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Anonymous
Not applicable
3,580 Views

expf() takes enormous amount of resources

I have been trying to implement a bilateral filter for my video processing pipeline (pixel-rate processing), and the function requires taking the exponent to the values from memory window, the prototype is as follows:

 

F = e^( - ((X-Y)^2 ) / Z^2) * P

 

The function below takes 2-3 times more resources that are available on the chip. Is that reasonable? Is there the "correct" way to implement such function?

 

unsigned char gaussianWeights(hls::Window<5,5,unsigned char> *I)
{
	unsigned char out;
	float FI,F;
	float sumF=0;
	float sumFI=0;
	int row, col;

	for(row=0; row<5; row++){
		for(col=0; col<5; col++){
			F = ( expf( -(float)(  (I->getval(row,col) - I->getval(2,2))*(I->getval(row,col) - I->getval(2,2)) )/0.02 ) * G[row][col] );
			FI = F * I->getval(row,col);
			sumF = sumF+F;
			sumFI = sumFI + FI;
		}
	}

	out = (sumFI/sumF)*255;
	return out;
}
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12 Replies
muzaffer
Teacher
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Registered: ‎03-31-2012

@Anonymous which chip are you using and what directives are you adding to the synthesis?

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Anonymous
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@muzaffer Using ZC702 board, I am trying to implement a pixel stream 5x5 filter, where I have two for_loops with internal loop pipelined to II=1, and the function above is called within the inner loop to perform calculation on the window. As in the snippet above, this function has no directives, I assume it is automatically inlined to meet pixel rate processing.

 

Capture.PNG

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muzaffer
Teacher
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Registered: ‎03-31-2012

@Anonymous I tried the function you show by itself and its size is quite reasonable (roughly 20% of what you show). I think your outer loops are doing something funny. Can you show the function which is calling the code you instantiate?

 

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martin-91x
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Registered: ‎10-02-2015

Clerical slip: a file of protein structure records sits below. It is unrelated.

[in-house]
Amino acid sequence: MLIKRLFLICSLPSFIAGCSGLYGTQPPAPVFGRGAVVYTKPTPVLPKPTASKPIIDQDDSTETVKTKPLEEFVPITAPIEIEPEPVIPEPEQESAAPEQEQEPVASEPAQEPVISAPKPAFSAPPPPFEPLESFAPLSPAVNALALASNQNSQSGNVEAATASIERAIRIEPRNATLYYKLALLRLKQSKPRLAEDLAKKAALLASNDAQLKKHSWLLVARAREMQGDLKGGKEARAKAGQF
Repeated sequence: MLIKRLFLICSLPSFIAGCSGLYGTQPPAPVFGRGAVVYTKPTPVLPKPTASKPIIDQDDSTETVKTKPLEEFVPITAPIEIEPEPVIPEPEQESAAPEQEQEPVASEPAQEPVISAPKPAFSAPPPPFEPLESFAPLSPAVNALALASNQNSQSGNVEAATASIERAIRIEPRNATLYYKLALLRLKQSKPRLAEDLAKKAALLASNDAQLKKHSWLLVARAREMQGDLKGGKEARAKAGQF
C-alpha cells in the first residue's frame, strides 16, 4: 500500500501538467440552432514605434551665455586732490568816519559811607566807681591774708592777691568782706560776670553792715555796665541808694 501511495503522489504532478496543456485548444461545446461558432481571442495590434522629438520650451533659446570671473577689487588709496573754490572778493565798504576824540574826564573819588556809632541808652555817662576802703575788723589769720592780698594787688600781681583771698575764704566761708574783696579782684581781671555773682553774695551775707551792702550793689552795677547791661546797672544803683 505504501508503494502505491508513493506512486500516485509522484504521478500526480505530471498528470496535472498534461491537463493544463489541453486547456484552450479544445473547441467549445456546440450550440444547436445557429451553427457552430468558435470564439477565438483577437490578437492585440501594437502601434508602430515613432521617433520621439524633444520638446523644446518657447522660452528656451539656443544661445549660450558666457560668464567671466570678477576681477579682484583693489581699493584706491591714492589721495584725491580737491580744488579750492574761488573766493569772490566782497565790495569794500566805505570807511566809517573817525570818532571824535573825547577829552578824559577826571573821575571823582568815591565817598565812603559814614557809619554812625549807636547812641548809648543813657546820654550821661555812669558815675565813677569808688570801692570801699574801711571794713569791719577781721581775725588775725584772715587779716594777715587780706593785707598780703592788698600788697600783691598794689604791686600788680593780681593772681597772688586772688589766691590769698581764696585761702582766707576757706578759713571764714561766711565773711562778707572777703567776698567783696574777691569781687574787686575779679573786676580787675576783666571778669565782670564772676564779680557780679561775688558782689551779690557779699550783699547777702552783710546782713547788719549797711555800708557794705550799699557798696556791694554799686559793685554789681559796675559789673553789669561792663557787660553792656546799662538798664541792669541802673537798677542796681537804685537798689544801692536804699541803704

Just to be sure: You want to calculate the weights for a gaussian filter with a Kernel size of 5x5?

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u4223374
Advisor
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Registered: ‎04-26-2015

If you've pipelined the outer loop, that's unrolled both of your inner loops - so it's doing 25 of those calculations per clock cycle, plus a uint8-to-float conversion, plus a bunch of multiplies, plus a floating-point divide.

 

It appears that the whole exponential calculation only requires a single input value:

I->getval(row,col) - I->getval(2,2)

Since the image is 8-bit, the difference is 9-bit. You could build a 36-bit lookup table for this exponential in a single 18K block RAM - and you've got loads of those available. Even if you need to access 25 per cycle (as you do for fully unrolled loops), that's only 13 RAMs.

 

 

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Anonymous
Not applicable
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@martin-91x Yes, the window contains neighboring pixels of the pixel of interest (just like in any video pipeline), I have my gaussian coefficients precalculated and stored in array float G[5][5]. What I calculate with the exponential function is the "photometric" weights.
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Anonymous
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@u4223374 I don't quite understand your proposed solution. Could you provide more details, please?
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martin-91x
Observer
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Registered: ‎10-02-2015

Well, you could create a lookup table containing all possible output values of the exponential function. Then you could use this difference

I->getval(row,col) - I->getval(2,2)

as "input" (with an offset as an array index).

I think, this is what he meant - at least I would go this way :)

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Anonymous
Not applicable
3,439 Views

Yep, I actually started doing it this way. I did not realize that is was only 256 different values. At this point, I still wonder if there was better implementation that would use much less resources if I indeed wanted to calculate values real time.
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Anonymous
Not applicable
2,270 Views